...and it does. Again a flawless and tasty Ledaig that is on eye-level with Islay drams of a comparable age (e.g., Kilchoman). It shows some interesting flavours when reduced and it is very quaffable, no doubt.
The colour is pale gold and the nose offers an interestingly fresh malty-peaty profile which is on par with Islay drams of a comparable age. This time I can comprehend the tasting notes of Cadenhead - yes, this is grassy, oily and herbal with fine barley sugars in the background and appropriate but never dominating wooden notes. All is nicely balanced, just the maritime-medicinal aromas are missing (compared to Islay) because Tobermory uses mainland peat, obviously.
The taste is an amalgam of malty, peaty and wooden flavours in a close-to-perfection mix. It is not overly complex but very delicious with unusual impressions that often come with great drams (e.g., machine oils like with Springbank). The spices grow stronger upon chewing (peppers, ginger, vanilla) as do the sweet toffee notes which combine to a crème brûlée towards the finish (there it is, Cadenhead!). No flaw or off-note, and all is pretty balanced again.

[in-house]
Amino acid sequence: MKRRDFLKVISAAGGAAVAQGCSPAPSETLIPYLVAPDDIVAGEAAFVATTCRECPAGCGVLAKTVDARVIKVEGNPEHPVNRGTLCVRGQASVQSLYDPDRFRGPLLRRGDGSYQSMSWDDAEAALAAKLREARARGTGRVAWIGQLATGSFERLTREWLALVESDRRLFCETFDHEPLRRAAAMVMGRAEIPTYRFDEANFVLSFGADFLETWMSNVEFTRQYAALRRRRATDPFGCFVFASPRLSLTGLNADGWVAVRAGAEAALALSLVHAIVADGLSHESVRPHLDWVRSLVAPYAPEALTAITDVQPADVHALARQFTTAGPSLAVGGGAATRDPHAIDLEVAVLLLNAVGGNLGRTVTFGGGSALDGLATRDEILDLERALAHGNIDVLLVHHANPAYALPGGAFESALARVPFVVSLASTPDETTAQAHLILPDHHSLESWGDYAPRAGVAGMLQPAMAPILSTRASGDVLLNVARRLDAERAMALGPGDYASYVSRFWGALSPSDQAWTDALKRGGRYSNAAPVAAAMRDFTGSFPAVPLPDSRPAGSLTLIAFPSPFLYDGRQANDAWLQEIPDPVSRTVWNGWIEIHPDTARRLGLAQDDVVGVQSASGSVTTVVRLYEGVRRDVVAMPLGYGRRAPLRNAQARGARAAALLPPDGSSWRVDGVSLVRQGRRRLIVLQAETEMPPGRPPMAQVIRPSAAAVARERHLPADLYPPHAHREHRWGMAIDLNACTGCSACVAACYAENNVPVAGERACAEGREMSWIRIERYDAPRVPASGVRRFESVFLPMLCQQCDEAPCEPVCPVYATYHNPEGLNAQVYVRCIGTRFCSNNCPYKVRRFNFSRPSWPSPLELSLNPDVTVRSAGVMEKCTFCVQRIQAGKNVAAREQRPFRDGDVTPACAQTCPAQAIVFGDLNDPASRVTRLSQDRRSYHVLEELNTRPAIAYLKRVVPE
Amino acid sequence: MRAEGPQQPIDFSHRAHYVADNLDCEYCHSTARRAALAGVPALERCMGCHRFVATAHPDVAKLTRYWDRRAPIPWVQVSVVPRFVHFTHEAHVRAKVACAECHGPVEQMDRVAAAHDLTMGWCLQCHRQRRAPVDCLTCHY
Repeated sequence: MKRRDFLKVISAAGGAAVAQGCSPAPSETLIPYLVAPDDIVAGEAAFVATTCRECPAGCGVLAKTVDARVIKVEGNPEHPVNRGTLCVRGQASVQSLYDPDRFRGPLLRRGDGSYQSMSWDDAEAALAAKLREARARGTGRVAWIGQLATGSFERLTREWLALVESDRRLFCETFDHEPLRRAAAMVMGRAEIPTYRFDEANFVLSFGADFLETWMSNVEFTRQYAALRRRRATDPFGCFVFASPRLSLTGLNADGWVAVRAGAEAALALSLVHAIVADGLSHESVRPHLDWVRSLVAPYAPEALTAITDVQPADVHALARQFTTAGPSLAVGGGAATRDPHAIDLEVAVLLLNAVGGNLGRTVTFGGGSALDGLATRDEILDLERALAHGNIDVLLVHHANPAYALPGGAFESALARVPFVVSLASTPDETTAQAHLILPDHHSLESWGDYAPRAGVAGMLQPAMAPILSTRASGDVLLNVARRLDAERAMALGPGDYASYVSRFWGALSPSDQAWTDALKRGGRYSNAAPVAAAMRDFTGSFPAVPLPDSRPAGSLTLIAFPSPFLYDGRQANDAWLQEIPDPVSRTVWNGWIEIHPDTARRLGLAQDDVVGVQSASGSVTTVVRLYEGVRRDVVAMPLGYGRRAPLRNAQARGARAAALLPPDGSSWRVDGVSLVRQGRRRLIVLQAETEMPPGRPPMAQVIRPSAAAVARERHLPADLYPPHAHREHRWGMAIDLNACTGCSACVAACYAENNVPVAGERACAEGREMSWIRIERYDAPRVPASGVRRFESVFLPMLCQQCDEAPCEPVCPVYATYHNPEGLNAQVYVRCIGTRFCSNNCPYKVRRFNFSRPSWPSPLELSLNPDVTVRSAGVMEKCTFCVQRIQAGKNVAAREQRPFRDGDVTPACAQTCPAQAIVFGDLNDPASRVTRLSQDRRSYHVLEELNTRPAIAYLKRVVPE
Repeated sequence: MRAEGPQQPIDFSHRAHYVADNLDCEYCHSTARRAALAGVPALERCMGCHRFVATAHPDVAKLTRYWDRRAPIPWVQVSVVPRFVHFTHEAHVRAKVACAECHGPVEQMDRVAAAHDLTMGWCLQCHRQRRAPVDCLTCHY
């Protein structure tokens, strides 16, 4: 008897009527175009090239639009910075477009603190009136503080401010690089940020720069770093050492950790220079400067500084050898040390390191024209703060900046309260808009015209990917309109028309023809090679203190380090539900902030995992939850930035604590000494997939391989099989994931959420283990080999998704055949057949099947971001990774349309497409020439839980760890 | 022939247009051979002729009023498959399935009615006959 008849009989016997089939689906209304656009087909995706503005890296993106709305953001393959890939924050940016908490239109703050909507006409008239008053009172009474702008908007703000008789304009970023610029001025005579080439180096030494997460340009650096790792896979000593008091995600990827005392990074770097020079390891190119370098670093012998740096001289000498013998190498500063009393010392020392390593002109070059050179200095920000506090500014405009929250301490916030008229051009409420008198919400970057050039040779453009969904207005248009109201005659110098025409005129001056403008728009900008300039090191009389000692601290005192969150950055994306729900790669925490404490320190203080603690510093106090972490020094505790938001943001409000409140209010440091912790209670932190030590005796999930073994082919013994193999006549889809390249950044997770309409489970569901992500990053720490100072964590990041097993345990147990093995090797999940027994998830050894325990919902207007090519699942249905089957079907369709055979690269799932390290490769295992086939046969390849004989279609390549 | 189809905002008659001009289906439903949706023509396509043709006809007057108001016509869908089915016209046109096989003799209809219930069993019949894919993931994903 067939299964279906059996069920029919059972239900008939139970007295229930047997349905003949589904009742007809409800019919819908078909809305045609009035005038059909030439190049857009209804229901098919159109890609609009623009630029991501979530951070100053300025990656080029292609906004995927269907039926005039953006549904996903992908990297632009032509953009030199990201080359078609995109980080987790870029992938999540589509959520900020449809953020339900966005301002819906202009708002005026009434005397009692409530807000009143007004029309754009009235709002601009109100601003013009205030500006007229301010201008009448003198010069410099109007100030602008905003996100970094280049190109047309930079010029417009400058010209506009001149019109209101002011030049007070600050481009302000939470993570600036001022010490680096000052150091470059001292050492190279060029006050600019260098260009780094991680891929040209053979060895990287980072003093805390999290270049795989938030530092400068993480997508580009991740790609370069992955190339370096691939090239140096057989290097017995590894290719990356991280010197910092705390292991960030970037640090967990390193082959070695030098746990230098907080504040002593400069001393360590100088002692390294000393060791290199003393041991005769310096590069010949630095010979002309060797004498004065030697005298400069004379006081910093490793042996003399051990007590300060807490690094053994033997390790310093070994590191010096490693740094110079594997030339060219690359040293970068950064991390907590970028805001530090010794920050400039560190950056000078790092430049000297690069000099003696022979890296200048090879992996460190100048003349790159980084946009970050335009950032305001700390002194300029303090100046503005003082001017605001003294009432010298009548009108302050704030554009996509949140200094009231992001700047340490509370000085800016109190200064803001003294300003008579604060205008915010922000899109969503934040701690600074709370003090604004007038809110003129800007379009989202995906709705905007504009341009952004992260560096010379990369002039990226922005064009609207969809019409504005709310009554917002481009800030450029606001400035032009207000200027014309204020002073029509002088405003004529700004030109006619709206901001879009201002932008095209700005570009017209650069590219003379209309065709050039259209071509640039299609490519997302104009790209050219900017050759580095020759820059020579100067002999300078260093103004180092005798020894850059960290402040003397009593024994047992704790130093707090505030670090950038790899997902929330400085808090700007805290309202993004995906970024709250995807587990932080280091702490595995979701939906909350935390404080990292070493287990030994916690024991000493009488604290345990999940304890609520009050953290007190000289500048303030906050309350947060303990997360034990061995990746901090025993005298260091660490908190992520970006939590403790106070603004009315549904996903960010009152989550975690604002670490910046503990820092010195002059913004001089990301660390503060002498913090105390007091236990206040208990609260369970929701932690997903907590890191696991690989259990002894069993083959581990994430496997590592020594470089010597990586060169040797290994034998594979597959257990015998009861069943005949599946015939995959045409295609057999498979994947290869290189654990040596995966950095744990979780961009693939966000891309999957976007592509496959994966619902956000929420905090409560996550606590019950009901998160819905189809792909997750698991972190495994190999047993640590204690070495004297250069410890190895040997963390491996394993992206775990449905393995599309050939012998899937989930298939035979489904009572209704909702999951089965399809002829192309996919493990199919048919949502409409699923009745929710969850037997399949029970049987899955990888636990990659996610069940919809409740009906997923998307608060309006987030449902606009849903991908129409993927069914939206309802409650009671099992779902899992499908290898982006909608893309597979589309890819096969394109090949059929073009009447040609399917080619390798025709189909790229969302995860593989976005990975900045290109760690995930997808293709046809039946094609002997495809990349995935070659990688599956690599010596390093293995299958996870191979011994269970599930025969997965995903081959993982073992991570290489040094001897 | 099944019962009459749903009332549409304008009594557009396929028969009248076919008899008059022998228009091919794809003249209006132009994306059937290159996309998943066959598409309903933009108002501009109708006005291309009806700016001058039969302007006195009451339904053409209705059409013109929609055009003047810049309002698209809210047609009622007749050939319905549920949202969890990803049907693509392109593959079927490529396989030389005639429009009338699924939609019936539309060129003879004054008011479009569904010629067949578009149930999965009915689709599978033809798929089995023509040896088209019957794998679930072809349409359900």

The initial mouthfeel is hot (55.2% abv) and instantly coats the whole of the mouth with a creamy texture and peppery moments. I like that, it is much better than with most Islay drams these days. The finish is long and turns more spicy , maybe a little bit too much if you do not like hot profiles. But I do and to me this is okay. Some water turns both nose and taste punchier but a further reduction unlocks more interesting aromas (sooty, earthy, waxy) in the nose and smoothes the taste which now gets really charming to my taste buds. I like this dram neat and with a fair share of water (reduced to about 40% abv).